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Dear Jamie [co-designer of the game “Euphoria”],
 
Every boardgame designer probably enjoys positive feedback about his/her creation; it’s my hope that this note gives you (and your co-designer) a small fraction of the pleasure Euphoria has given me.
 
I discovered and acquired your game in the past six months, and was first able to play it – three times:) – this past weekend. As the father of a daughter who loves dystopian fiction and who is (at twelve years of age) a seasoned game connoisseur, bringing Euphoria to the table was for me a no-brainer.
 
The fact that she beat me made the experience that much more enjoyable:)

 
However, in an effort to give credit where it’s due, I’d like to emphasize some of the aspects of the game that we particularly appreciated, namely:
 
The bits are beautiful. I’m sure you get this a lot, but I was struck by the number of times my daughter commented on how much she enjoyed handling all of the beautifully-wrought pieces.
 
Many paths to victory: Each victory was won differently in three sessions; for us, this is a highly-desirable feature with any game, proving a sensitive, creative design and thorough play testing. We found ourselves debating the ‘best way to win’ long after the box was put away – each of the three times we played.
 
The tightness of the design. The games were close – down to a turn or two – every time we played. Despite the fact that mistakes or sub-optimal moves were clearly made (more than once) by all players, the game was forgiving enough to allow for clever comebacks and tight finishes. Furthermore, we felt that there were very few (no?) extraneous options in the game – ie. there was little ‘design clutter’ to get players off track, and if you veered, you veered because you made a choice for an option that didn’t pan out (but which could have worked for you under different circumstances).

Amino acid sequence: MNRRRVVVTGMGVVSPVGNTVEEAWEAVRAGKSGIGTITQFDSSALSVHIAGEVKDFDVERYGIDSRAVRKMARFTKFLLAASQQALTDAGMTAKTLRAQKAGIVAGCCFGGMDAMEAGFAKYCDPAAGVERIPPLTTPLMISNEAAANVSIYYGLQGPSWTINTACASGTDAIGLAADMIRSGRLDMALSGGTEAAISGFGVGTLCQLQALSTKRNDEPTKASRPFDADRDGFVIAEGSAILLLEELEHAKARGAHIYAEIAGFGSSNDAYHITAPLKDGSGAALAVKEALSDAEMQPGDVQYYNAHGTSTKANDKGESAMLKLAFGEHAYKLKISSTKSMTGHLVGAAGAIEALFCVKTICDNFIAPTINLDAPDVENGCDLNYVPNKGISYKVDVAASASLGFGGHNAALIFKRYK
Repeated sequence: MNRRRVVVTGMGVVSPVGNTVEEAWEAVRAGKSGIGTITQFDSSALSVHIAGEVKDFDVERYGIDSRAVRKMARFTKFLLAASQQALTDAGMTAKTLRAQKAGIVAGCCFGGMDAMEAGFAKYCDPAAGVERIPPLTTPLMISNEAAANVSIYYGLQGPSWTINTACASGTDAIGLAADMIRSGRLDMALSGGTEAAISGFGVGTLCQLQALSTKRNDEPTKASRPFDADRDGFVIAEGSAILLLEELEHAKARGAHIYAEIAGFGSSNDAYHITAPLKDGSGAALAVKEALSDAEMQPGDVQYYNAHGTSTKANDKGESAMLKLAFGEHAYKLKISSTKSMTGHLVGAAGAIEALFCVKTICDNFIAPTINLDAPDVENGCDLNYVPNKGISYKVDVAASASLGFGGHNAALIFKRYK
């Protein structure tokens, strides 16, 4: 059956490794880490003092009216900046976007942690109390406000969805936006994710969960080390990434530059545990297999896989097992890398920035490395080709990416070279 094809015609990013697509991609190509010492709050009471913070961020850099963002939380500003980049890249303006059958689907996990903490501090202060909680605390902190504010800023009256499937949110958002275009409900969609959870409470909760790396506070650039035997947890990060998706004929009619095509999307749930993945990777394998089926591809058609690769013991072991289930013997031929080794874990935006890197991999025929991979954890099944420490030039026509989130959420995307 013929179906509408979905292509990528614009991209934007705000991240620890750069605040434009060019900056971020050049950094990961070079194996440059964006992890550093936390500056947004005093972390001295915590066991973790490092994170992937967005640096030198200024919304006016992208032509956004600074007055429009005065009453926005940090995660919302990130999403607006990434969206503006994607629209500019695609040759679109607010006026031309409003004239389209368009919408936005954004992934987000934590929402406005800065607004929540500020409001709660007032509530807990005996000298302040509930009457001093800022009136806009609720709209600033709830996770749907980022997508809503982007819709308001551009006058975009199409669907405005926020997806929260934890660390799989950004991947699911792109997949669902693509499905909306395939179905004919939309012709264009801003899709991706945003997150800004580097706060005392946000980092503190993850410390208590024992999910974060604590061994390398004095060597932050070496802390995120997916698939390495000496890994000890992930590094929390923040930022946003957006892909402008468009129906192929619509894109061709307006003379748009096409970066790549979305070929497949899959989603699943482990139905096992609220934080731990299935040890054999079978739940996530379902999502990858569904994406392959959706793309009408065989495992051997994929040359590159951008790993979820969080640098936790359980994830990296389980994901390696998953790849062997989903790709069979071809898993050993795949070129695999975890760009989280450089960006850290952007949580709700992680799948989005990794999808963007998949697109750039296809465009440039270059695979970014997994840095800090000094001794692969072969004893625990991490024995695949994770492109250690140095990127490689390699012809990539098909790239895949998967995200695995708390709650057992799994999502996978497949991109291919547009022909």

Euphoria_art
 
The way the theme knits into the game. We can’t say enough about this.

(One particular example:The knowledge track. Wow, I loved the way this mechanic came out of ‘know’-where to eliminate workers, level the paying field, and keep the game super-tight. Amazing.) More than once during the games, we just enjoyed ‘participating’ in your dystopian world – how often does one say that about trading in the Mediterranean, conquering other planets, managing a harbor, or any of the countless (interesting) themes that abound in the board game universe?
 
Bravo, and please keep up the good work. We love Euphoria.
About Dan

Dan is not only a BoardGameCo partner, but he also majored in English Lit. Which means you can feel free to tear into him for any grammatical errors you can find, as he should really know better. Dan is one of the regular contributors to the BoardGameCo blog, whether storytelling, reviews, comments on the industry or whatever else he can think of.

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